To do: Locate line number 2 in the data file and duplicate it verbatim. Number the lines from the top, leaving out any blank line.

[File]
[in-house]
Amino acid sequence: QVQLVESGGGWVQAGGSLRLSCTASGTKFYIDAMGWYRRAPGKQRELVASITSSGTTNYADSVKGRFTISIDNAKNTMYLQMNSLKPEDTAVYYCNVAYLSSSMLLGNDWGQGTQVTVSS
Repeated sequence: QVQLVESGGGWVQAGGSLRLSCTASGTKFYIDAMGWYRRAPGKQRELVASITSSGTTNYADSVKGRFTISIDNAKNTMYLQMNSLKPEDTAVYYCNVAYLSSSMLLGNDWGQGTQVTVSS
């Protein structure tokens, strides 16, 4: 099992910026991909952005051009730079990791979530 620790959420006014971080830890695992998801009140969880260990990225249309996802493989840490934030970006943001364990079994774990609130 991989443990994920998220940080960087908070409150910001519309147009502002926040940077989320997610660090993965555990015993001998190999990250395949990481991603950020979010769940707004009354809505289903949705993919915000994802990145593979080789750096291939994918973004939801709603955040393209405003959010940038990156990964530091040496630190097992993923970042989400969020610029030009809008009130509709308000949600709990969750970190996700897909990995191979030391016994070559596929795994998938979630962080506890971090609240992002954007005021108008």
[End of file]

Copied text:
Amino acid sequence: QVQLVESGGGWVQAGGSLRLSCTASGTKFYIDAMGWYRRAPGKQRELVASITSSGTTNYADSVKGRFTISIDNAKNTMYLQMNSLKPEDTAVYYCNVAYLSSSMLLGNDWGQGTQVTVSS